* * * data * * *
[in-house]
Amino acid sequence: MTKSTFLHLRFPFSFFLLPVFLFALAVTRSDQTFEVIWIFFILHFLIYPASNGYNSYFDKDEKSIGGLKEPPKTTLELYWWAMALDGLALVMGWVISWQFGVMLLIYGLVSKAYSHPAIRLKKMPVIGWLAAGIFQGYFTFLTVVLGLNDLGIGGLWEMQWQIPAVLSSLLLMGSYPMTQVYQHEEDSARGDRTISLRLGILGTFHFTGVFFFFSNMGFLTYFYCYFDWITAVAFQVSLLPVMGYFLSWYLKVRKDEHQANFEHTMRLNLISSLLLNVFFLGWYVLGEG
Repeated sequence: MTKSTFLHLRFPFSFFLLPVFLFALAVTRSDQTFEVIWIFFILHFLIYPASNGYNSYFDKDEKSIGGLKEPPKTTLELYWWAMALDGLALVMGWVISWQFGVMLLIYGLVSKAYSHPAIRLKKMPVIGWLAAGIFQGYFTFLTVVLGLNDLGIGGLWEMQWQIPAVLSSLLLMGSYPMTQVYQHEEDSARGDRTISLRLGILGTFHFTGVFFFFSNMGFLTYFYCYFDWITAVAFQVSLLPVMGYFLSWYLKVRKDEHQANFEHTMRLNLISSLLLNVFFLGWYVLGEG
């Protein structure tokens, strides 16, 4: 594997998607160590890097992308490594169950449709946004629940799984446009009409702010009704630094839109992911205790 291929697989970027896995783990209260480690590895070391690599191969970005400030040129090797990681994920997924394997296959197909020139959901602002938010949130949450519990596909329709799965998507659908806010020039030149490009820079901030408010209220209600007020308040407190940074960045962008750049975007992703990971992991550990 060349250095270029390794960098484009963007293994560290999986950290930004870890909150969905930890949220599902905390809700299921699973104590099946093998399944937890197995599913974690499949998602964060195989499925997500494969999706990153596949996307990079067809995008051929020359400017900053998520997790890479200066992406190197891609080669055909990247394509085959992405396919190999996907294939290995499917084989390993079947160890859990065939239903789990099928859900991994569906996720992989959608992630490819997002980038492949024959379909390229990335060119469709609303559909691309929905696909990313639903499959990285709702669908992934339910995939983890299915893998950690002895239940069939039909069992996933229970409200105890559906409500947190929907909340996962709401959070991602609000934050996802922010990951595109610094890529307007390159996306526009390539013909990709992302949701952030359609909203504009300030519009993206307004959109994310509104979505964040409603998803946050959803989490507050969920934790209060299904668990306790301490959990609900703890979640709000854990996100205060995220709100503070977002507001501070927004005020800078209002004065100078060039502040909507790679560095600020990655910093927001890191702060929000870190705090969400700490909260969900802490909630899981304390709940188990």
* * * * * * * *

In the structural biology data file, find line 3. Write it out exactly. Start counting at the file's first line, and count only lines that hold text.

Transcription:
Repeated sequence: MTKSTFLHLRFPFSFFLLPVFLFALAVTRSDQTFEVIWIFFILHFLIYPASNGYNSYFDKDEKSIGGLKEPPKTTLELYWWAMALDGLALVMGWVISWQFGVMLLIYGLVSKAYSHPAIRLKKMPVIGWLAAGIFQGYFTFLTVVLGLNDLGIGGLWEMQWQIPAVLSSLLLMGSYPMTQVYQHEEDSARGDRTISLRLGILGTFHFTGVFFFFSNMGFLTYFYCYFDWITAVAFQVSLLPVMGYFLSWYLKVRKDEHQANFEHTMRLNLISSLLLNVFFLGWYVLGEG